The Happiness Box: A Wartime Book of Hope


GREENWOOD, Mark (text) Andrew McLean (illus.) The happiness box: a wartime book of hope Walker Books, 2018 Unpaged $24.99 ISBN 9781925081381

Two of Australia’s best children’s book creators have collaborated on this picture book about one of our national treasures. The original ‘Happiness Box’ is a hand-drawn and typed book created in captivity in a prisoner-of-war camp in Singapore in 1942 as a Christmas present for children interned in Changi prison by the Japanese. It was written by Sergeant David Griffin, later Sir David Griffin, and illustrated by Captain Leslie Greener, both of whom survived the war.

This current book begins with the fall of Singapore and the harsh conditions inside the camp. The soldiers were concerned that the children in the nearby prison would receive no Christmas presents. They asked for permission to make some and the camp commander agreed, although subject to him inspecting the final results. While many troops made toys, Griff’s talent lay in storytelling so he wrote The happiness box about animal characters. Unfortunately he named one of the main characters Winston and General Saito became suspicious. One of the other inmates, Captain Phillip Head, offered to destroy the book but secretly buried it in a cordite container, along with 8th Division records.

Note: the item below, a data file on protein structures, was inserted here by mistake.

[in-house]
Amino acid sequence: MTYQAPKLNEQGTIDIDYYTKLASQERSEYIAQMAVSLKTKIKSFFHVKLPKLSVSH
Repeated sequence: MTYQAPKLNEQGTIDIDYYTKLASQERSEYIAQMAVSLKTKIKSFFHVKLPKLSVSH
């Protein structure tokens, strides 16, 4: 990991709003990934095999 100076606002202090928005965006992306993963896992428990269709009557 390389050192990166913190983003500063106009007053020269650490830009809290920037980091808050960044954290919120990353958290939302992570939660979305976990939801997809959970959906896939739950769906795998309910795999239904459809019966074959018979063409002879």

The box was retrieved after the war. The book was published in 1947 and again in 1991. The original was donated to the State Library of New South Wales and toured the country in the National Treasures from Australia’s Great Libraries exhibition. This factual picture book tells this amazing story in a very matter-of-fact way. There is no strongly emotive text about prison-of-war conditions and harsh Japanese treatment but this can be inferred from the illustrations. Two pages of extra information at the back of the book augment the facts and a list or research sources is also provided.

This is a fascinating episode in our war history and it is really pleasing to see it told and illustrated so well for young readers. Recommended.

Reviewed by Lynne Babbage

Leave A Reply

This site uses Akismet to reduce spam. Learn how your comment data is processed.